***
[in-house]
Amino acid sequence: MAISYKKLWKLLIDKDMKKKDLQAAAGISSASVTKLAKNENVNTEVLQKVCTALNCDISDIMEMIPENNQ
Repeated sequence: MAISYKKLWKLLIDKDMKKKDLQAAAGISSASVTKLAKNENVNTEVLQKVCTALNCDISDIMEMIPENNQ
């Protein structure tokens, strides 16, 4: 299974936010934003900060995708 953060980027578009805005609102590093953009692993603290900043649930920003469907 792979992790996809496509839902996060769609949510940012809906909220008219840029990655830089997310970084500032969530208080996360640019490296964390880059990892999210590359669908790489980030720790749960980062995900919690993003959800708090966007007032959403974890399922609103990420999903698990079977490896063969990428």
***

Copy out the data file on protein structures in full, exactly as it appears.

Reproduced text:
[in-house]
Amino acid sequence: MAISYKKLWKLLIDKDMKKKDLQAAAGISSASVTKLAKNENVNTEVLQKVCTALNCDISDIMEMIPENNQ
Repeated sequence: MAISYKKLWKLLIDKDMKKKDLQAAAGISSASVTKLAKNENVNTEVLQKVCTALNCDISDIMEMIPENNQ
């Protein structure tokens, strides 16, 4: 299974936010934003900060995708 953060980027578009805005609102590093953009692993603290900043649930920003469907 792979992790996809496509839902996060769609949510940012809906909220008219840029990655830089997310970084500032969530208080996360640019490296964390880059990892999210590359669908790489980030720790749960980062995900919690993003959800708090966007007032959403974890399922609103990420999903698990079977490896063969990428």